Participants in this group will attend small group sessions providing basic education about NAFLD/NASH, and about principles of healthy eating, physical activity and weight control. These sessions occur every 12 weeks and are conducted by a Master's level nutritionist or health educator. Providing basic education about diet and exercise has produced minimal weight loss in other clinical trials. The educational sessions will be included in this study in order to provide standard care to these patients and to maximize subject retention.
Experimental: NAFLD Intervention
Participants randomized to the Lifestyle Intervention will receive an intensive, state-of-the-art weight loss intervention based on a Mediterranean diet and physical activity. The intervention will focus on changing both eating and exercise habits with a goal of producing a 7-10% weight loss within the first 6 months and then maintaining this weight loss. Participants who are able to lose more than 10% of their body weight will be encouraged to do so. Participants will be seen weekly for the first 6 months and then biweekly for months 7-12. The lifestyle intervention focused on diet, exercise, and behavior modification.
Behavioral: Lifestyle Intervention
Participants randomized to the Lifestyle Intervention will receive an intensive, state-of-the-art weight loss intervention based on a Mediterranean diet and physical activity. The intervention will focus on changing both eating and exercise habits with a goal of producing a 7-10% weight loss within the first 6 months and then maintaining this weight loss. Participants will be evaluate using validated questionnaires and adherence scores to assess food intake and physical activity, and will then be closely followed during the intervention period.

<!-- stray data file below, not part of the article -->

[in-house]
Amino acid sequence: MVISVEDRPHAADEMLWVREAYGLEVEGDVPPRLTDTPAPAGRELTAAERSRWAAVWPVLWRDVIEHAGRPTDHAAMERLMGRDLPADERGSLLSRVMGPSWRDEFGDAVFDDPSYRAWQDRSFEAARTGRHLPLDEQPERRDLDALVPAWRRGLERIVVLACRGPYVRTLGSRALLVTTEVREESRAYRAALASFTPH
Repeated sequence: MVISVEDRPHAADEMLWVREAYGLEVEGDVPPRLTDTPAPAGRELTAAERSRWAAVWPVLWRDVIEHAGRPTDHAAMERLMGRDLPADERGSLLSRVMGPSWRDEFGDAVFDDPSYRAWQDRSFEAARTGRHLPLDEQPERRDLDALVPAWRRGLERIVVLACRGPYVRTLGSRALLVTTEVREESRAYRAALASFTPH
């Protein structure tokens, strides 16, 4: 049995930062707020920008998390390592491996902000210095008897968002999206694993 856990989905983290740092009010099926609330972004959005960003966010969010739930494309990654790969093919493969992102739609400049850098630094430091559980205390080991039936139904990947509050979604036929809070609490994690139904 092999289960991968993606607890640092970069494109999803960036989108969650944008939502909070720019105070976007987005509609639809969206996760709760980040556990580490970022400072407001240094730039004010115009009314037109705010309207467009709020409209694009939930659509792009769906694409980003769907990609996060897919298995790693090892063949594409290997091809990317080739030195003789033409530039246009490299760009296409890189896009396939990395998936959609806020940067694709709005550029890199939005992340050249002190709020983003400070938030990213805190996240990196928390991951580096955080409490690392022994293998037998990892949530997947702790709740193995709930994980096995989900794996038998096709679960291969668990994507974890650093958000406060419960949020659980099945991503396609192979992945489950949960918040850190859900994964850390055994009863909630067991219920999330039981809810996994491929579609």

Primary Outcome Measures :
  1. Changes in food intake and Mediterranean diet adherence score [ Time Frame: 0, 6, 12 months ]
    Qualitative nutritional analysis of patients' dietary habits will be measured by a validated 110-items food frequency questionnaire. Change in frequency of intake will be evaluated during the intervention to assess adherence to the Mediterranean diet, according to a validated score. The score goes from 0-18 and classifies the intake of the following 9 items: fruits, vegetables, legumes, cereals, fish, meat and meat products, dairy products, alcohol, and olive oil. Each item is scored from 0-2, depending on the adequacy of the range of habitual intake. For fruits, vegetables, legumes, cereals, fish, and olive oil, the higher the intake the higher the score; for dairy, meat and meat products, the higher the intake, the lower the score; for alcohol, a higher score is given for moderate intake, a 1 score for low intake and a 0 for higher intake. A higher score after intervention is desirable as it represents better adherence to the Mediterranean diet.

  2. Changes in physical activity level [ Time Frame: 0, 6, 12 months ]
    Changes in physical activity level will be assessed by a validated physical activity questionnaire. Physical activity level is classified into number of metabolic equivalent of tasks (METs) per minute per week. The range goes from light physical activity level (3 METs/min/week), to moderate (4.5 METs/min/week), to vigorous (6 METs/min/week). Assessment of appropriateness of level of physical activity will be done by comparison with the the recommended by the American College of Sports Medicine / American Heart Association (ACSM/AHA). Changes in level of physical activity will be used to evaluate adherence of the patients to the lifestyle intervention aiming a higher level of physical activity than at baseline (if low) or a maintenance of physical activity level (if already adequate).

  3. Changes in body mass index [ Time Frame: 0, 6, 12 months ]